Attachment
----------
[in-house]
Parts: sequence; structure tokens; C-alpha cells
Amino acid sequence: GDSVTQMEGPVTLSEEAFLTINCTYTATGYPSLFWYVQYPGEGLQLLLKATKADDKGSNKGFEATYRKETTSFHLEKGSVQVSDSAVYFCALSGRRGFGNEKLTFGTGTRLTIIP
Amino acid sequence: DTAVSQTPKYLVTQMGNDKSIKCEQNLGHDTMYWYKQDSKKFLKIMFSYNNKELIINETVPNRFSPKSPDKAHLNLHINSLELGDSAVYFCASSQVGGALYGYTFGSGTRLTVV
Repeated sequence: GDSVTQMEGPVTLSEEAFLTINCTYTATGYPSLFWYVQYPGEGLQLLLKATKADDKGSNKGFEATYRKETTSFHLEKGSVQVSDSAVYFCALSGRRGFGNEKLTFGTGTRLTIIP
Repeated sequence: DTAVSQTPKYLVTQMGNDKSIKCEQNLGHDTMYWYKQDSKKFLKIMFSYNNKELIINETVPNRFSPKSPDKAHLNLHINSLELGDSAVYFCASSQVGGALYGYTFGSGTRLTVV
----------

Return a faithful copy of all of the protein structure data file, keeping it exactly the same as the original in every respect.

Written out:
[in-house]
Parts: sequence; structure tokens; C-alpha cells
Amino acid sequence: GDSVTQMEGPVTLSEEAFLTINCTYTATGYPSLFWYVQYPGEGLQLLLKATKADDKGSNKGFEATYRKETTSFHLEKGSVQVSDSAVYFCALSGRRGFGNEKLTFGTGTRLTIIP
Amino acid sequence: DTAVSQTPKYLVTQMGNDKSIKCEQNLGHDTMYWYKQDSKKFLKIMFSYNNKELIINETVPNRFSPKSPDKAHLNLHINSLELGDSAVYFCASSQVGGALYGYTFGSGTRLTVV
Repeated sequence: GDSVTQMEGPVTLSEEAFLTINCTYTATGYPSLFWYVQYPGEGLQLLLKATKADDKGSNKGFEATYRKETTSFHLEKGSVQVSDSAVYFCALSGRRGFGNEKLTFGTGTRLTIIP
Repeated sequence: DTAVSQTPKYLVTQMGNDKSIKCEQNLGHDTMYWYKQDSKKFLKIMFSYNNKELIINETVPNRFSPKSPDKAHLNLHINSLELGDSAVYFCASSQVGGALYGYTFGSGTRLTVV